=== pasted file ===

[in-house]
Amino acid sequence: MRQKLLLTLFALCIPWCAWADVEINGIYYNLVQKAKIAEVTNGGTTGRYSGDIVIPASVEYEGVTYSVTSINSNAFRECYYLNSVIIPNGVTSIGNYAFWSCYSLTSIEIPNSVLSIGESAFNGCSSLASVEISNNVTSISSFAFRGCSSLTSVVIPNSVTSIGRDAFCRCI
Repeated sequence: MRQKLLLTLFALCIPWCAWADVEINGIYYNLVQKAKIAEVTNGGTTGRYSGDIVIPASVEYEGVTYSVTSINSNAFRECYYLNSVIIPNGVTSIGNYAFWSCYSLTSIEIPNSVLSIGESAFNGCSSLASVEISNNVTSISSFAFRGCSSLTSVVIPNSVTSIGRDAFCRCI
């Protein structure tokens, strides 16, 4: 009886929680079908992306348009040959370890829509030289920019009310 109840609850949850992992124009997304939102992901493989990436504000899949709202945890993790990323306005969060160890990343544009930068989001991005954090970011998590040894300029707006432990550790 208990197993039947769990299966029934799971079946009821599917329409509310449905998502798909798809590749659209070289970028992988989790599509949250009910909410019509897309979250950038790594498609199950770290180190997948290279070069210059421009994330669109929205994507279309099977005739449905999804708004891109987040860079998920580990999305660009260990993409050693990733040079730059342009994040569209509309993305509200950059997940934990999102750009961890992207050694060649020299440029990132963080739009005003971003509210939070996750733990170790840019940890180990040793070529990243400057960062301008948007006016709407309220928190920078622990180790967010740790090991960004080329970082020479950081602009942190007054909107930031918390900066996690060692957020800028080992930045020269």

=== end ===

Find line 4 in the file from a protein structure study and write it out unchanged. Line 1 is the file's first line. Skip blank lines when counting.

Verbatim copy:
């Protein structure tokens, strides 16, 4: 009886929680079908992306348009040959370890829509030289920019009310 109840609850949850992992124009997304939102992901493989990436504000899949709202945890993790990323306005969060160890990343544009930068989001991005954090970011998590040894300029707006432990550790 208990197993039947769990299966029934799971079946009821599917329409509310449905998502798909798809590749659209070289970028992988989790599509949250009910909410019509897309979250950038790594498609199950770290180190997948290279070069210059421009994330669109929205994507279309099977005739449905999804708004891109987040860079998920580990999305660009260990993409050693990733040079730059342009994040569209509309993305509200950059997940934990999102750009961890992207050694060649020299440029990132963080739009005003971003509210939070996750733990170790840019940890180990040793070529990243400057960062301008948007006016709407309220928190920078622990180790967010740790090991960004080329970082020479950081602009942190007054909107930031918390900066996690060692957020800028080992930045020269």